If G has odd order, then it can be shown that a quasirandom set A contains approximately the same number of triples $(x,x+d,x+2d)$ as a random subset A of the same density. However, it is decidedly not the case that A must contain approximately the same number of arithmetic progressions of higher length (regardless of torsion assumptions on G). For that one must use "higher uniformity".

Subsets of grids

A function f from $[n]^2$ to [-1,1] is c-quasirandom if the "sum over rectangles" is at most c. The sum over rectangles is $\mathbb{E}_{x,y,a,b}f(x,y)f(x+a,y)f(x,y+b)f(x+a,y+b)$. Again, it is easy to show that this sum is non-negative by expressing it as a sum of squares. And again, one defines a subset $A\subset[n]^2$ to be c-quasirandom if it has a balanced function that is c-quasirandom.

If A is a c-quasirandom set of density $\delta$ and c is sufficiently small, then A contains roughly the same number of corners as a random subset of $[n]$ of density $\delta.$

A possible definition of quasirandom subsets of $[3]^n$

As with all the examples above, it is more convenient to give a definition for quasirandom functions. However, in this case it is not quite so obvious what should be meant by a balanced function.

Here, first, is a possible definition of a quasirandom function from $[2]^n\times [2]^n$ to $[-1,1].$ We say that f is c-quasirandom if $\mathbb{E}_{A,A',B,B'}f(A,B)f(A,B')f(A',B)f(A',B')\leq c.$ However, the expectation is not with respect to the uniform distribution over all quadruples (A,A',B,B') of subsets of $[n].$ Rather, we choose them as follows. (Several variants of what we write here are possible: it is not clear in advance what precise definition will be the most convenient to use.) First we randomly permute $[n]$ using a permutation $\pi$. Then we let A, A', B and B' be four random intervals in $\pi([n]),$ where we allow our intervals to wrap around mod n. (So, for example, a possible set A is $\{\pi(n-2),\pi(n-1),\pi(n),\pi(1),\pi(2)\}.$)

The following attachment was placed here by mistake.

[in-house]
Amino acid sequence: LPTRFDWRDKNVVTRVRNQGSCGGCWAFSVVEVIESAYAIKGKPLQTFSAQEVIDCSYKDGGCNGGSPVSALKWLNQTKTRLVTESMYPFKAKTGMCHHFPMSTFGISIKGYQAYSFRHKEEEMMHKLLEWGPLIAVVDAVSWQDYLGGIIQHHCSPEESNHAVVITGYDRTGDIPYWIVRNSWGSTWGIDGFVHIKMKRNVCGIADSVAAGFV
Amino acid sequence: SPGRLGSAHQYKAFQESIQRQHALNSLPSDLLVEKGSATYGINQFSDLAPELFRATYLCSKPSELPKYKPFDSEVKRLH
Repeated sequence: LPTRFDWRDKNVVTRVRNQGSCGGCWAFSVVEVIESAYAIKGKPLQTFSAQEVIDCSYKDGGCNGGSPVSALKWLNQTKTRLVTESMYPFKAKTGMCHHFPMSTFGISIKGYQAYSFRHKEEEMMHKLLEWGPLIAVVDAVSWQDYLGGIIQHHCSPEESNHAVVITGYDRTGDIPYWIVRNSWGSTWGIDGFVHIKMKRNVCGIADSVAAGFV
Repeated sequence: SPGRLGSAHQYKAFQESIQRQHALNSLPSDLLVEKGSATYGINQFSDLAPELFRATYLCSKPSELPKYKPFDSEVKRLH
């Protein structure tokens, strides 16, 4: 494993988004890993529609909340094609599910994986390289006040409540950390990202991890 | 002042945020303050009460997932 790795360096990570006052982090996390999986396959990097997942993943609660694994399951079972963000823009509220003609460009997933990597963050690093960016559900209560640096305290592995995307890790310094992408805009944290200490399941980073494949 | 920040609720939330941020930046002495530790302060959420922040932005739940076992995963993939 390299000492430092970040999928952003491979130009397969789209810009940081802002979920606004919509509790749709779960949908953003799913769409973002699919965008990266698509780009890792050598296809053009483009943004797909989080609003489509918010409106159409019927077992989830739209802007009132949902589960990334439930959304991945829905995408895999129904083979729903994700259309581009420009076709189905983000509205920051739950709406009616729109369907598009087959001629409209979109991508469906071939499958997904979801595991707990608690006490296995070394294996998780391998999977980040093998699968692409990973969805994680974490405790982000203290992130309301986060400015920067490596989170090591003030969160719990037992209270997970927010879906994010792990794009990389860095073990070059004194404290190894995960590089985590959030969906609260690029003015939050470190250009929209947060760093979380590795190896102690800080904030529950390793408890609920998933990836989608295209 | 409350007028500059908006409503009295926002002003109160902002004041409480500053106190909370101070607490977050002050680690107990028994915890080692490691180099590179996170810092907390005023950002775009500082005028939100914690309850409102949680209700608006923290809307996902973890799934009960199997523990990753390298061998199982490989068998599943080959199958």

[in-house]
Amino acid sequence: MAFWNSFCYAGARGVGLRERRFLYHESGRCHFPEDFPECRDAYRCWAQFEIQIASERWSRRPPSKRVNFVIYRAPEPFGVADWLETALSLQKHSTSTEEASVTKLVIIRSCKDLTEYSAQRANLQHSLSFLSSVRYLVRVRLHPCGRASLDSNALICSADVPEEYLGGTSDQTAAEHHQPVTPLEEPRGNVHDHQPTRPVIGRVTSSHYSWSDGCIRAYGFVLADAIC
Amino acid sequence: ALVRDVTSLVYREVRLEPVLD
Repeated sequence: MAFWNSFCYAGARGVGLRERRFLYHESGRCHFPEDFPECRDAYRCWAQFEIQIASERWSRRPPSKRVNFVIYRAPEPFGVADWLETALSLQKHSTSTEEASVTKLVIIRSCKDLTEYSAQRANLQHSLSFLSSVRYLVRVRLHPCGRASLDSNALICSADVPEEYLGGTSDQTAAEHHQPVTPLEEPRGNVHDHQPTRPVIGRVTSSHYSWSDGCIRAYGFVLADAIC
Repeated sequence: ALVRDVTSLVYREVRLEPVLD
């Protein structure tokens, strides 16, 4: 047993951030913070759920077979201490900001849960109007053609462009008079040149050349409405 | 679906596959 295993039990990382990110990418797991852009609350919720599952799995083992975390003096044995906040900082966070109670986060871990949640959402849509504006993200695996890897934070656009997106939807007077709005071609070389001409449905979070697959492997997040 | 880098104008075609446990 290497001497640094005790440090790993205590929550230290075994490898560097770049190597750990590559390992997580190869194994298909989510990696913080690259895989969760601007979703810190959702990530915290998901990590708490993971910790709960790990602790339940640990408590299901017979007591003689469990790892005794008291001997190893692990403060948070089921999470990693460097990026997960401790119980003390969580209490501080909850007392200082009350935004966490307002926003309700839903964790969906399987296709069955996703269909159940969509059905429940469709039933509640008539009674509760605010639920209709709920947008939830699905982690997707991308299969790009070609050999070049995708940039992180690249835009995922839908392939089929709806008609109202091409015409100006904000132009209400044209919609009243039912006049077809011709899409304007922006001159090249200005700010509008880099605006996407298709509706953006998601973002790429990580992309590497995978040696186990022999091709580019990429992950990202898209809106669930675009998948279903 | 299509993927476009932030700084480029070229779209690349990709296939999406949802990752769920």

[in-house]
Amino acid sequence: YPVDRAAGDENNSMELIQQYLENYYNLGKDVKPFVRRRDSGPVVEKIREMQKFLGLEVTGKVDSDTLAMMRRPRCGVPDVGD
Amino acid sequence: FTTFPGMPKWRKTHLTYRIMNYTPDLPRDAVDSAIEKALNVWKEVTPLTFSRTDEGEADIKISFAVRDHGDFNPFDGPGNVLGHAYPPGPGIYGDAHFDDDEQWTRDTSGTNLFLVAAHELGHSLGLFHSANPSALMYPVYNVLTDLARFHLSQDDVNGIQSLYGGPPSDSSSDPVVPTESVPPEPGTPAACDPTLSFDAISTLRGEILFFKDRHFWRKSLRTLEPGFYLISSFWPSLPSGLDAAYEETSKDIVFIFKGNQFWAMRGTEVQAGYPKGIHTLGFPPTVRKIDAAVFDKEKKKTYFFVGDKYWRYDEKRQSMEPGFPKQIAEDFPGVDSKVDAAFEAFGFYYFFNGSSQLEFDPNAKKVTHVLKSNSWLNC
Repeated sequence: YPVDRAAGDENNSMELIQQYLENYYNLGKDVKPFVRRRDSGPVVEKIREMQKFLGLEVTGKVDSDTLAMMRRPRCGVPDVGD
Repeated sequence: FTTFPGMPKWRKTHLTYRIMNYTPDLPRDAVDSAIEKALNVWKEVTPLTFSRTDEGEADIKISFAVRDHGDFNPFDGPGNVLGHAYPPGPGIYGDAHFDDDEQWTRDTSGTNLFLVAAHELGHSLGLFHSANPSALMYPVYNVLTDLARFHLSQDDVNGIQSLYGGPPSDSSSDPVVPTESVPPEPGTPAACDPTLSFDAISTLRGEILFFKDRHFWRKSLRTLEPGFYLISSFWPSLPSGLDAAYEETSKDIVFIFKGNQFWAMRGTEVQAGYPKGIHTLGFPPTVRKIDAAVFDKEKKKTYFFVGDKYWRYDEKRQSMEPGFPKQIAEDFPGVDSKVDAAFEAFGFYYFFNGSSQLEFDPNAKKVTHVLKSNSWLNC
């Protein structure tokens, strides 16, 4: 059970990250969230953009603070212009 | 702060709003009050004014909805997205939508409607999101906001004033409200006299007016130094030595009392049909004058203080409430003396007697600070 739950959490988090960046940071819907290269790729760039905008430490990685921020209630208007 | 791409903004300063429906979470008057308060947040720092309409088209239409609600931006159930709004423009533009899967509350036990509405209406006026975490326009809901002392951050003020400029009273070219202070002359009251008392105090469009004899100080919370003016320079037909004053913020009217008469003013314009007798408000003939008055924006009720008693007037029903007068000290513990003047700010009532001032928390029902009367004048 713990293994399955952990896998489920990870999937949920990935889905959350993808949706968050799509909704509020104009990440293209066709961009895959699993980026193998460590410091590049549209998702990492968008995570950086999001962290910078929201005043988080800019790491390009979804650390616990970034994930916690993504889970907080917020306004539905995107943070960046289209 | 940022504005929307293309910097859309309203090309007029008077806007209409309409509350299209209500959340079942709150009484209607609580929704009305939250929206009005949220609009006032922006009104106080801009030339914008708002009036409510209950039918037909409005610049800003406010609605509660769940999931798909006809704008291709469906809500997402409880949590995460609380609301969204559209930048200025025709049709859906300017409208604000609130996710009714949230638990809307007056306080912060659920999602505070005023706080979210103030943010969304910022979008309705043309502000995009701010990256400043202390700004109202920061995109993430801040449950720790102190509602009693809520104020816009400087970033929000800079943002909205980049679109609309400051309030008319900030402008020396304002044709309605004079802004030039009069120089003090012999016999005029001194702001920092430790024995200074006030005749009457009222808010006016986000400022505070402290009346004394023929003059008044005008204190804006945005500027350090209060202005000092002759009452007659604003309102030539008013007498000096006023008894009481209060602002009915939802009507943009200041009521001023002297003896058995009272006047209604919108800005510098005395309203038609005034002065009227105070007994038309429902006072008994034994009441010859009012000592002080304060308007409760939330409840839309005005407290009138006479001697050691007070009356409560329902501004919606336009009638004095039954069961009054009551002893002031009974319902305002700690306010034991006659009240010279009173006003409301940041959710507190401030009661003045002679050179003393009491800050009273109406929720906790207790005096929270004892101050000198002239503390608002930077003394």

As ever, it is easy to prove positivity. To apply this definition to subsets $\mathcal{A}$ of $[3]^n,$ define f(A,B) to be 0 if A and B intersect, $1-\delta$ if they are disjoint and the sequence x that is 1 on A, 2 on B and 3 elsewhere belongs to $\mathcal{A},$ and $-\delta$ otherwise. Here, $\delta$ is the probability that (A,B) belongs to $\mathcal{A}$ if we choose (A,B) randomly by taking two random intervals in a random permutation of $[n]$ (in other words, we take the marginal distribution of (A,B) from the distribution of the quadruple (A,A',B,B') above) and condition on their being disjoint. It follows from this definition that $\mathbb{E}f=0$ (since the expectation conditional on A and B being disjoint is 0 and f is zero whenever A and B intersect).

Nothing that one would really like to know about this definition has yet been fully established, though an argument that looks as though it might work has been proposed to show that if f is quasirandom in this sense then the expectation $\mathbb{E}f(A,B)f(A\cup D,B)f(A,B\cup D)$ is small (if the distribution on these "set-theoretic corners" is appropriately defined).